Problems Resolved

What about the mistakes that we do encounter? Strong relationships help us to reach out more quickly when we sense a problem. We can get to work finding a solution rather than figuring out whom to blame. We can discuss issues openly rather than filtering to protect our reputations. And, we can tell managers what’s going on without worrying how it’s going to affect our next performance review.

Quick and Effective Learning

Atomic works on a huge variety of problems, and we’re open to working with any language or framework. We are often asked to learn complex business domains and to navigate a client’s process. We’re able to do this effectively because we learn together.

A more experienced team member will work side-by-side with someone new to the team to get them up to speed. It’s easy to ask other team members to help when we hit obstacles. We can even ask folks on the next team over, or the team beyond that. We’ve all worked together on previous projects, and so we know who to reach out to on a different floor or even in a different office.

Connectedness

Finally, it’s just really important for people to feel connected. There’s good research to show this is not fluff. It’s really important. Too many Americans are asked to work as “colleagues” rather than as human beings who care about each other. It leads to competition instead of collaboration and reduces loyalty to the team or the organization. Atomic has experienced consultants because our consultants stick around. If you ask Atoms, you’ll hear many reasons for this, but connectedness is a primary factor for most.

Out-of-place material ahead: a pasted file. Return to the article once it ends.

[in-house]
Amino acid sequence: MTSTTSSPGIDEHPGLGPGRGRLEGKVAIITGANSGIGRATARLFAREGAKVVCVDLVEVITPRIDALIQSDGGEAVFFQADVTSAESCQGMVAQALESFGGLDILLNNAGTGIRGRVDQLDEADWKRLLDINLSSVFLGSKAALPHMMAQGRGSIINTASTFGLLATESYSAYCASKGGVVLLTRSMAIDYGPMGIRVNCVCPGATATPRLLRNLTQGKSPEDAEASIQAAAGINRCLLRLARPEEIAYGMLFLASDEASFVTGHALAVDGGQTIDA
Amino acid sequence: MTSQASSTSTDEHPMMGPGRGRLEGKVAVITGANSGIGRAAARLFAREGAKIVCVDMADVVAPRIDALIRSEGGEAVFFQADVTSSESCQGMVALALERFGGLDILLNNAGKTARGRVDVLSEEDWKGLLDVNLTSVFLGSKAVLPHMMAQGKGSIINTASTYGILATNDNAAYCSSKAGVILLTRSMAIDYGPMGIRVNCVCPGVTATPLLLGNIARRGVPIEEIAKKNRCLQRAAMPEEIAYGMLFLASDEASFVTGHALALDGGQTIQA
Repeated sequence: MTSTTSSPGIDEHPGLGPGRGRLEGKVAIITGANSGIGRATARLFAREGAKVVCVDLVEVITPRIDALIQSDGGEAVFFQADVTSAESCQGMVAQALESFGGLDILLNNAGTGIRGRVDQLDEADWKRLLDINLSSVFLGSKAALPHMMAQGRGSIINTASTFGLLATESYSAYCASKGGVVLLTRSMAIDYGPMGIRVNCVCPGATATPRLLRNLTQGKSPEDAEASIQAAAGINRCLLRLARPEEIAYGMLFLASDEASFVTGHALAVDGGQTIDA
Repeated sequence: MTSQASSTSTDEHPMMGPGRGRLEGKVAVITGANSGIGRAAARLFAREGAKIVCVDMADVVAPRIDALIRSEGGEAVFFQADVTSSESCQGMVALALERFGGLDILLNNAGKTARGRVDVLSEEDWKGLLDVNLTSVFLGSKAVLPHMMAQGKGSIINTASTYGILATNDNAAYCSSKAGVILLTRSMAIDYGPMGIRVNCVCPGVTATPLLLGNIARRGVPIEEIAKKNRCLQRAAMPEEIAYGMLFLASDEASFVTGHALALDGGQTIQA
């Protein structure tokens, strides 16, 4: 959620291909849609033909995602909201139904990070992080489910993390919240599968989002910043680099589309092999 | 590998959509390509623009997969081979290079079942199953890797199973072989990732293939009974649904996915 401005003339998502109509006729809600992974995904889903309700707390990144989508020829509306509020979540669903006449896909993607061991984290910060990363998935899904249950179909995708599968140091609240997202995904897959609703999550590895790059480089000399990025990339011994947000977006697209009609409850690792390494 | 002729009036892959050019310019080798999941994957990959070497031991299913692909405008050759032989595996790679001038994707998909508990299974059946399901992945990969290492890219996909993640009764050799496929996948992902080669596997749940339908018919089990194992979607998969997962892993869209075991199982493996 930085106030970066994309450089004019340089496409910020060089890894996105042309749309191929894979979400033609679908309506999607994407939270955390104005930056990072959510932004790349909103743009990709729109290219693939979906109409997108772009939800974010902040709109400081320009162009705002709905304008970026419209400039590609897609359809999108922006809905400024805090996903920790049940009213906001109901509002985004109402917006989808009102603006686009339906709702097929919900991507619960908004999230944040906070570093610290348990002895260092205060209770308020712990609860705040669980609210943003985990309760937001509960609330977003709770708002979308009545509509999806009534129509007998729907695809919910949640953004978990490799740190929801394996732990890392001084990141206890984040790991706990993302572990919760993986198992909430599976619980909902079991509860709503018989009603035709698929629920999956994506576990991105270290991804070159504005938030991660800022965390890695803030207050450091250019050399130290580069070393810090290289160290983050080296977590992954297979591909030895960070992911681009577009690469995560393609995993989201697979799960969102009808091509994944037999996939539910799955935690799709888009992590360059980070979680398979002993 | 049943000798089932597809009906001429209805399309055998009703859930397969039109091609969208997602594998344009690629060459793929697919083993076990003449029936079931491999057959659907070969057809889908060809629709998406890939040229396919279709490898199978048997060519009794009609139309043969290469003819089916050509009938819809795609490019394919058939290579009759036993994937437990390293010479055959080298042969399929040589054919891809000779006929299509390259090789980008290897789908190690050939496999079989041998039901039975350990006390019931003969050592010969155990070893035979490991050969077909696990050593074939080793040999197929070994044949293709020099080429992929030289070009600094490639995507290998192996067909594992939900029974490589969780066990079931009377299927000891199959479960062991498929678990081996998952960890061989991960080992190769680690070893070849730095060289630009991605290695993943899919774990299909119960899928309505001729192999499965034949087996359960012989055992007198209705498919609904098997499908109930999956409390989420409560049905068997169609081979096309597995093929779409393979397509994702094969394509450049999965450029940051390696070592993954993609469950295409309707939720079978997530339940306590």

So what about remote work?

Do Atoms really need to sit so close together so much of the time? And have we lost anything by shifting to remote work this past year? After all, the business results look great, and our clients are happy!

I think we do need to be together as often as we can be, and I think we certainly have lost a lot over the past year. If deep collaboration is a secret of our success, we can’t make the case that we get more of it by being together less. We simply don’t.

Folks fortunately still feel fairly connected to their immediate project teams, but relationships across teams are being starved. We still speak to one another when we need to to get our work done, but the precious spaces “in-between work” are mostly lost.

Folks new to the company feel less connected, and senior folks have mentioned that they don’t know our most recent hires the way they’ve gotten to know new Atoms in the past. Our new Atoms have had a tougher time ramping in, learning, and adjusting to expectations.


Change initiatives seem harder to achieve, and trust between Atoms is feeling a bit more strained than it used to feel. Luckily, we have a plan for returning to working together in person. We can then feed the relationships that are languishing and right the ship.

I don’t want our beloved Atomic to turn into the type of company where folks have mutual respect for colleagues, but less real connection, social capital, and trust. Instead, I hope for a return to connection and deep collaboration.

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Source: Atomic Object